State to consider legality of Allen County bridge-tax hike at public hearing Tuesday

Did the county vote to increase bridge taxes violate a state law requiring public notice in the newspaper? (News-Sentinel.com file photo by Kevin Leininger)

The Indiana Department of Local Government Finance will conduct a public hearing next week on whether the Allen County Commissioners acted legally when they voted to increase the bridge tax in April.

County officials say increasing the bridge tax by $.0095 per $100 in a property’s assessed value is needed to pay for $54.2 million in bridge needs over the next eight years. But the Neighborhoods United Group challenged the decision, filing petitions containing the signatures of about 300 people opposed to the vote in part because the county has a balance of more than $114 million in various funds.

But as The News-Sentinel reported last month, the DLGF also raised another issue that could derail the planned tax increase. In a letter to the commissioners, the DLGF wrote that “It came to our attention that there are at least three newspapers that publish in Allen County: the Journal Gazette, Northwest News and Monroeville News. The submission (of Allen County’s county’s compliance with the notification law) only contained notices published in the Journal Gazette . . . Hence, we do not believe the county has complied” with the statute requiring counties to place notices in two newspapers, as Allen County did before the News-Sentinel ceased publication in 2017.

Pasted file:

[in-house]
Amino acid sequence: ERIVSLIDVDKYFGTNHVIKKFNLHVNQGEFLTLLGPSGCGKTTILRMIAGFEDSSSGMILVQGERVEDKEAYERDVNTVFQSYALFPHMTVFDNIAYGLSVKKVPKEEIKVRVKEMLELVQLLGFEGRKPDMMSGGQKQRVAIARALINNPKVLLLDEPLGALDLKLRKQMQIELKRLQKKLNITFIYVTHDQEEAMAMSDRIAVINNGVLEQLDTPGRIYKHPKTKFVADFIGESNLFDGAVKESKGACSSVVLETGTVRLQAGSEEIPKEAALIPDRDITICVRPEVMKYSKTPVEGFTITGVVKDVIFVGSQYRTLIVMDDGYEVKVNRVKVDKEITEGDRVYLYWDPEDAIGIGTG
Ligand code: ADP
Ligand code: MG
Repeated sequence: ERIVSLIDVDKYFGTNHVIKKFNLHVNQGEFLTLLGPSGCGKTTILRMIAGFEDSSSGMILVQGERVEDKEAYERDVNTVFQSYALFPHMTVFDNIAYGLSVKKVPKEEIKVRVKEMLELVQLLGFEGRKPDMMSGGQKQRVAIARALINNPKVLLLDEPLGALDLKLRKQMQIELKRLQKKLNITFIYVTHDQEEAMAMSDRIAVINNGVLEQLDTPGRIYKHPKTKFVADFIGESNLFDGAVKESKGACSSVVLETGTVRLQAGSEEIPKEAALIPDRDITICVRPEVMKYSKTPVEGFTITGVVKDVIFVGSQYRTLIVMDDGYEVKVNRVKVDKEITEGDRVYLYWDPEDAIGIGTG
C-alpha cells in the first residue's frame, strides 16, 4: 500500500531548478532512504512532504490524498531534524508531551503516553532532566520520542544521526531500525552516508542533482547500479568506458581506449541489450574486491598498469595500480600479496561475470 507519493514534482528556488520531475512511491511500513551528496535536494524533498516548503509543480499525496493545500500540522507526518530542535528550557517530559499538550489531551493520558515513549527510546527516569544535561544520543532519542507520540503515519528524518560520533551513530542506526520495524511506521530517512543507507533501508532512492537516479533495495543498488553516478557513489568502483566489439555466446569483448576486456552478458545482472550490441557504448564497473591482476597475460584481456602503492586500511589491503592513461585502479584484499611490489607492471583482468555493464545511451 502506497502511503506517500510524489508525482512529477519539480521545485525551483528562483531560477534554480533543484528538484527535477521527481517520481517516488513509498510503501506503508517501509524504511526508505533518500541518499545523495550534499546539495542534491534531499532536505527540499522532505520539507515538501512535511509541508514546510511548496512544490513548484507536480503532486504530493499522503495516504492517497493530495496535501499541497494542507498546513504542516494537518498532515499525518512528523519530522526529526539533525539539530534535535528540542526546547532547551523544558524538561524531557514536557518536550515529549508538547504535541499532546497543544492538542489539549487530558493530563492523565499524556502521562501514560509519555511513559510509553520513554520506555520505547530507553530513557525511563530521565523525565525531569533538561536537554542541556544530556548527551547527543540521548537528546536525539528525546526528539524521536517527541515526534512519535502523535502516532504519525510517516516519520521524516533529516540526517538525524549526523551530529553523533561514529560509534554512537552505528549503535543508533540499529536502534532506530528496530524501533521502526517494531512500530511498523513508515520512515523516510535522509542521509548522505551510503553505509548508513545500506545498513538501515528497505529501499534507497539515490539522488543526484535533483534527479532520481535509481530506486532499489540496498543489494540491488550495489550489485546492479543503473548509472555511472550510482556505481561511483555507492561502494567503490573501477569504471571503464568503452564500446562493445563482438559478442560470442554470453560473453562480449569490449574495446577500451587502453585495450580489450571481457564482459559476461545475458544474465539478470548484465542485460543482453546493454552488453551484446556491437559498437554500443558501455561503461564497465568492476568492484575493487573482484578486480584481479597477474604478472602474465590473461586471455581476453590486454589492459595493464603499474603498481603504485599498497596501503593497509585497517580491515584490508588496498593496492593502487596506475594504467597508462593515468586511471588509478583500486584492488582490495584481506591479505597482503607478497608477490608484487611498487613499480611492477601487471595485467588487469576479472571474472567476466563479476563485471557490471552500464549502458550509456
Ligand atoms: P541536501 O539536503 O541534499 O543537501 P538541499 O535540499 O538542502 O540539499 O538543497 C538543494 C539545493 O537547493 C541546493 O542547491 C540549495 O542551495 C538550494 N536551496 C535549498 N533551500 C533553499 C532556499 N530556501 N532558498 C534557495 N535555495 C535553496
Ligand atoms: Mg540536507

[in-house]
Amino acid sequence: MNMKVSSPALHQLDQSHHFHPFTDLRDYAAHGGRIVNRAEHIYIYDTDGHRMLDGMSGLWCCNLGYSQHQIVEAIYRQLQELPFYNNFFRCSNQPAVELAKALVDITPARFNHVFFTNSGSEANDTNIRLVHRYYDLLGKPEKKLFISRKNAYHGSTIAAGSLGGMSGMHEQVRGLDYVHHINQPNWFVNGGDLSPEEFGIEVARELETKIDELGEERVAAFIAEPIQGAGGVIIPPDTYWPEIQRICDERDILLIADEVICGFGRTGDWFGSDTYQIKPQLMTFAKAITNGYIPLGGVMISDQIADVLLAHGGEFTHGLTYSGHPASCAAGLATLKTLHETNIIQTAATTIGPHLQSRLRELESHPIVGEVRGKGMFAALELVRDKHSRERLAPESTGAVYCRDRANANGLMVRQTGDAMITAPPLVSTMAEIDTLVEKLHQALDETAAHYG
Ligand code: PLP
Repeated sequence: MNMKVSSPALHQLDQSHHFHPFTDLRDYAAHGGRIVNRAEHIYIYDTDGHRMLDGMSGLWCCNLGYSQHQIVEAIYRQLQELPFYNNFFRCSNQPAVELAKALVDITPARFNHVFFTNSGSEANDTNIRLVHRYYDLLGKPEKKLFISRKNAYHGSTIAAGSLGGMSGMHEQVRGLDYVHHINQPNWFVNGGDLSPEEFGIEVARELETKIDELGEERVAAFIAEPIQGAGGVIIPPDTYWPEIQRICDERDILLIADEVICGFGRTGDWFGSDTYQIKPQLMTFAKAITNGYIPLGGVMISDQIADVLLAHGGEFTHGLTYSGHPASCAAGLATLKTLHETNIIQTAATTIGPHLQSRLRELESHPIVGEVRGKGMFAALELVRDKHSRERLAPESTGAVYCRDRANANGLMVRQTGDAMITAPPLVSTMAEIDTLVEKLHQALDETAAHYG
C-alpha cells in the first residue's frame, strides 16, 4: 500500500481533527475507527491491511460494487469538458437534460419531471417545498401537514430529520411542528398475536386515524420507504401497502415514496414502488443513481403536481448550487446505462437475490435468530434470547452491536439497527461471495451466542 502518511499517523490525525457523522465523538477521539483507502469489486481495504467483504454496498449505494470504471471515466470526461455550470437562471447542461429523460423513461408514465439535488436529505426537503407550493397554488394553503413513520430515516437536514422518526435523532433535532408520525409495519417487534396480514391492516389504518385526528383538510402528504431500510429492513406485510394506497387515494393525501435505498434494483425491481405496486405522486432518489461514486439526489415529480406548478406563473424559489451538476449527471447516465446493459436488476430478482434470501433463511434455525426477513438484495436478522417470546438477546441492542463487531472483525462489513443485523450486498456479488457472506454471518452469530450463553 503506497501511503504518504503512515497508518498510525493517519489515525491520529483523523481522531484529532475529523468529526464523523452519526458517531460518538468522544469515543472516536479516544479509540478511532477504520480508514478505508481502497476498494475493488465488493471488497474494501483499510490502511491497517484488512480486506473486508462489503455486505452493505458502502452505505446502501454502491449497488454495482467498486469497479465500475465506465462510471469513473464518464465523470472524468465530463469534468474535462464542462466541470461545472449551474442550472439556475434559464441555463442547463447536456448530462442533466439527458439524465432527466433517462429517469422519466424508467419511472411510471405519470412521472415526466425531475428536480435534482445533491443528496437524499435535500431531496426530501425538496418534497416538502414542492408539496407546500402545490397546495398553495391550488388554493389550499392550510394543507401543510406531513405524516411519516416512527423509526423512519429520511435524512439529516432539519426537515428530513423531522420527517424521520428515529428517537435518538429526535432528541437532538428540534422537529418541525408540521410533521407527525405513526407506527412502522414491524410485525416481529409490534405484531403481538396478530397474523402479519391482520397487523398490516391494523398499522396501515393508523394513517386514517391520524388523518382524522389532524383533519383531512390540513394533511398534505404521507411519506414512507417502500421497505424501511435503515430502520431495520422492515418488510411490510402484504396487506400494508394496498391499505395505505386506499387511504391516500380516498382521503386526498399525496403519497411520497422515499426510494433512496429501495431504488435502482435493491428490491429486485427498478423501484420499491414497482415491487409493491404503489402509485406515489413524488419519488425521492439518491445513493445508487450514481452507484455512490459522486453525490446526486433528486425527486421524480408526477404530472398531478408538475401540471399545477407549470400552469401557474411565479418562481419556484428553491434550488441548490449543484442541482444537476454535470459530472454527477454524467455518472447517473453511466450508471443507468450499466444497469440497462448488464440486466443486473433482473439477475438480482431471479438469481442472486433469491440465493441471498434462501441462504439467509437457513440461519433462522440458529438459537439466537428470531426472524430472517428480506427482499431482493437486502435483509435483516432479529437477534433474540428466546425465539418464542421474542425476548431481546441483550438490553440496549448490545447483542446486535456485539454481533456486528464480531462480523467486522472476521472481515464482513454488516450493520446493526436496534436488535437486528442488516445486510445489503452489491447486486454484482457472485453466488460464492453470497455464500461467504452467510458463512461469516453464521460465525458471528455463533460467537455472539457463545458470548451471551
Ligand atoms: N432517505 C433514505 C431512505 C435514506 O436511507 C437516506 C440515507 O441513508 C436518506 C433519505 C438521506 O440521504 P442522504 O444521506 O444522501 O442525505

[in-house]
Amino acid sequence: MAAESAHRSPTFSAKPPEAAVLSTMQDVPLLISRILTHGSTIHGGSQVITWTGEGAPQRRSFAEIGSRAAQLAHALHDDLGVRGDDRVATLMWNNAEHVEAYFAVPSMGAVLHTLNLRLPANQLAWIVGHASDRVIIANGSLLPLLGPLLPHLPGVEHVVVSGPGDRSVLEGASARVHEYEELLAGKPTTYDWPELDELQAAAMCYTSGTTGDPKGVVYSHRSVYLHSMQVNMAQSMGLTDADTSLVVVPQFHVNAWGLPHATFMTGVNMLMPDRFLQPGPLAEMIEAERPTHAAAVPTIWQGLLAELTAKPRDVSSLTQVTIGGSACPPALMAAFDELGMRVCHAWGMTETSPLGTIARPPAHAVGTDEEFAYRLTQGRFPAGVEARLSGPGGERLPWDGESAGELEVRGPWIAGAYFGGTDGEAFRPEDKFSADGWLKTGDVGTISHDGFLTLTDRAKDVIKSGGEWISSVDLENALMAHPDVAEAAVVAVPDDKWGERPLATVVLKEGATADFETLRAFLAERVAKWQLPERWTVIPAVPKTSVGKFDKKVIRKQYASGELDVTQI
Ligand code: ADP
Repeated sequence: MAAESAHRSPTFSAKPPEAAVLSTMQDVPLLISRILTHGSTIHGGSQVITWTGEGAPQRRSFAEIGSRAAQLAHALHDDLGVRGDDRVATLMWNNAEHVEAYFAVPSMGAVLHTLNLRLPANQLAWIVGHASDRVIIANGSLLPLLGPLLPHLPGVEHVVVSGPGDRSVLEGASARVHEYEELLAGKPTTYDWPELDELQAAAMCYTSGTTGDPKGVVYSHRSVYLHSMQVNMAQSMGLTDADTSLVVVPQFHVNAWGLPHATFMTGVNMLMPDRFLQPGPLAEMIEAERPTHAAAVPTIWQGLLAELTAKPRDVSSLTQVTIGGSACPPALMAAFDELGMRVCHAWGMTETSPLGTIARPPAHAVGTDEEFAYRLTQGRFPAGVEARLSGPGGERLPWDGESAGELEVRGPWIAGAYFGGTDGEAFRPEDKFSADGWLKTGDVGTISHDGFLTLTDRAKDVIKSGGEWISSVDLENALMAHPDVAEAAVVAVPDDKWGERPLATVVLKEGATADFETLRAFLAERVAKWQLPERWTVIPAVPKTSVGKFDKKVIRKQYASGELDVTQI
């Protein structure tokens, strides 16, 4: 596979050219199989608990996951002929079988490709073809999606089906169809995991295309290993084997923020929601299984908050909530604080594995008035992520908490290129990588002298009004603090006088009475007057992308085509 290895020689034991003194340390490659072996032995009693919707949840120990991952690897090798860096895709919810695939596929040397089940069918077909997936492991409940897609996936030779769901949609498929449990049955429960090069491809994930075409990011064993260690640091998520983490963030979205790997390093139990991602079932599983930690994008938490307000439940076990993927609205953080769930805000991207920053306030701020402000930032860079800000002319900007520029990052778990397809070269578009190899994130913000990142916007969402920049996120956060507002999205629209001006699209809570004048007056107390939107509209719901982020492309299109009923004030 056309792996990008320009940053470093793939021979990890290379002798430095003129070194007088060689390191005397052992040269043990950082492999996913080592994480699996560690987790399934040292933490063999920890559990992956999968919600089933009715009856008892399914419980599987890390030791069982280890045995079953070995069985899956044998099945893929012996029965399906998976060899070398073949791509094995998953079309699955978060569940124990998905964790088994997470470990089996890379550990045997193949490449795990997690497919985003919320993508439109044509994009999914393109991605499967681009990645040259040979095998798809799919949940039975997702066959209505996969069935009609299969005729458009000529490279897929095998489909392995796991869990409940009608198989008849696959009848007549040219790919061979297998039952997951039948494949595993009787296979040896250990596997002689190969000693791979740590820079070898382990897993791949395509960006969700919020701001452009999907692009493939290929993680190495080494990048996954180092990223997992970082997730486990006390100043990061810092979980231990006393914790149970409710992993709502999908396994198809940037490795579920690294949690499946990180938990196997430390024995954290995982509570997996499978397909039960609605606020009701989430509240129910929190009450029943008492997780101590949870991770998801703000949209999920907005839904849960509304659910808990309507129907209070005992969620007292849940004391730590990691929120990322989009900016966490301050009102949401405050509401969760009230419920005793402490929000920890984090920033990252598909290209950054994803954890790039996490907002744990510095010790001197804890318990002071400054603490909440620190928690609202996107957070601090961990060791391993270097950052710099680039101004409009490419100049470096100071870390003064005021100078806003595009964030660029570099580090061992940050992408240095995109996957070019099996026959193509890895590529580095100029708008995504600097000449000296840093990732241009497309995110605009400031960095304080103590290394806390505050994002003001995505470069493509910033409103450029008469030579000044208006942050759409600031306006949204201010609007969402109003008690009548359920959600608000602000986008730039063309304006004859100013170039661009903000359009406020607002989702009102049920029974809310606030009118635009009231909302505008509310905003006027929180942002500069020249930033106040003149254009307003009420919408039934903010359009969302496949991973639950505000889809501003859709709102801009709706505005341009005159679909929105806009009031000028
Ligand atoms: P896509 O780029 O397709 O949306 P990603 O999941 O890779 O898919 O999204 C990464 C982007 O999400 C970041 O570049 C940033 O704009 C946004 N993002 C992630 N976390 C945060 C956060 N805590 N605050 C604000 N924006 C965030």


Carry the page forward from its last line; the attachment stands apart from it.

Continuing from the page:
But the also states that if a county has only one newspaper, that is sufficient. In its June 19 response to the DLGF, the county contended that has been the case in Allen County. Other papers, the commissioners argued, serve limited areas and “It is disingenuous . . . to believe these are papers of general circulation.”

In fact, the commissioners noted, the commissioners conducted two public hearings on the tax increase even though only one is required “due to the failure of the Journal Gazette to print an earlier public notice we had requested they run . . . If the goal (of state law) is to ensure local government is transparent with its constituents ad gets the word out in advance . . . we succeeded and complied (with the law) to the best of our abilities.”

Eve if the DLGF voids the commissioners’ April vote, the county could start the process all over again, advertising as required by the state.

The hearing will be Tuesday, July 23, at 2 p.m. in Room 035 of Citizens Square, 200 E. Berry St.

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